Tsunamis are not unusual in this part of the world, Indonesia and the Philippines are located on the so-called Pacific Ring of Fire. It happens that the earth shakes every day. Sometimes so strong that the mosque minarets sway. Then again so weak that small rings spread out in the rain barrels behind the houses, as if a pebble had plopped onto the surface of the water. According to the geological research institute, the new early warning system has registered eight earthquakes that triggered waves since it was put into operation. Mostly very small waves, none of national importance. But there was also one: in 1907 the one, and before that, on August 27, 1883, the Krakatau volcano exploded, shattered into millions of pieces and hurled a 40 meter high wave against the coasts of Java and Sumatra. The force was so strong that it was felt four time zones to the west. In the Bay of Biscay, 17,000 kilometers away, the water level rose by two centimeters. The air pressure waves could also be felt around the globe for days.
When the Semong awoke in 2004, the earth swayed like a water bed, creating deep cracks in Sutan Ruswin's living room. Panic broke out in the island's capital, Sinabang. People ran through the dusty streets shouting just one word: “Semong! Semong! ”Women pulled their children to their chests and fled to the mountains. Men hurriedly loaded wooden carts with water bottles and food. At this time, as he did every morning, Ruswin was sitting on the terrace of a coffee house, sipping sweet tea and eating pieces of dough. He had dreaded this moment for eight decades. “I knew what to do. But I did exactly the opposite, ”he says, looking like a schoolboy who has screwed up something and is proud of it.
Curiosity drove him to the port. Because he had to know if the old stories were true, he says. Because he was gripped by the desire to research. Because in the old legends it is handed down that the water heats up during an earthquake. The hotter, the closer to the epicenter. The sea drained as if someone had pulled a plug out there in the Indian Ocean. Sutan Ruswin put his hands in the shallow water and was disappointed. “The water was as warm as ever,” he says. So the mountain must have exploded far away.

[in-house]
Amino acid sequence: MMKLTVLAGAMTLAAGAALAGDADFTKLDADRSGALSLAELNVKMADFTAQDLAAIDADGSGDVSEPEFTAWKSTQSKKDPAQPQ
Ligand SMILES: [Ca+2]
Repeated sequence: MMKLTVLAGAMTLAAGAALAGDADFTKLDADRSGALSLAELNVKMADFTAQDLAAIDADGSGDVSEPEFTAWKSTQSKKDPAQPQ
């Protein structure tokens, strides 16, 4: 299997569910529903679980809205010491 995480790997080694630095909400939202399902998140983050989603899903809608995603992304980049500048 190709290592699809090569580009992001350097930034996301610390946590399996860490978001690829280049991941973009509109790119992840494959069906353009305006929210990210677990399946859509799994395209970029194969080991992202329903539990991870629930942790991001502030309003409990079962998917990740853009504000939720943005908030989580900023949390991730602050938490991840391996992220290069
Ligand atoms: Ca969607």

A little meekly, he adds that his wife hadn't spoken to him for days because instead of going to the mountains, he first ran to the sea. What he didn't know: Simeulue was the island that was closest to the epicenter of the quake. The retreating water had united to form a huge wall of water and was rolling towards the island for a long time.
Sutan Ruswin, his family and the other refugees stayed in the mountains for a week. Drank the dew from plant leaves, cooked rice with bananas or suckled cocoa pods. At night they slept on bamboo mats in the open air and lost battles against the myriads of mosquitoes that sucked their blood. Then they returned to Sinabang to see what nature had left them. There was water in the streets, mud in the houses.
The sun creeps over the walls of the houses. Cats have perched on ledges and doze sleepily in the morning sun. Wisps of cloud drift under the sky. A generator is humming somewhere. Sutan Ruswin is sitting in front of a cup of sweet tea. “Our knowledge saved us. We have passed it on for almost 100 years and waited for the wave, ”he says and talks about the disaster exercises in schools. “People practice there over and over again. So that the children know what to do in the event of an earthquake. ”He speaks of the scouts who watched the water in the harbor after each tremor and of the imam who never tired of reminding of the old stories in his prayers.
Just three months later, the earth shook again. On March 29, 2005, the stone-built houses sank into the ground like ships in a stormy sea. Their corrugated iron roofs now crouch on the ground like huge mushrooms. People ran back into the mountains and waited for the semong. That didn't come. But collapsing walls killed 19 islanders and most of the places ceased to exist. And therefore what oppresses Sutan Ruswin is, above all, the future. The island's infrastructure was largely destroyed, and it still is today. Schools, broken hospitals, collapsed bridges that lie in streams. Wires dangle like old clotheslines from wooden power poles. Thick cracks run through the few paved road sections, like scars on the face of a prize fighter. Water buffaloes ruminate on grass in salty rice fields.
Where the Krakatau volcano stood until its gigantic explosion, a volcanic island has formed again over the years, which continues to grow through constant activity. Some say that the islanders are not aware of the danger, that they don't know enough about seismology, geology, meteorology. But maybe they also trust in the stories of the ancients, in the knowledge of the islands.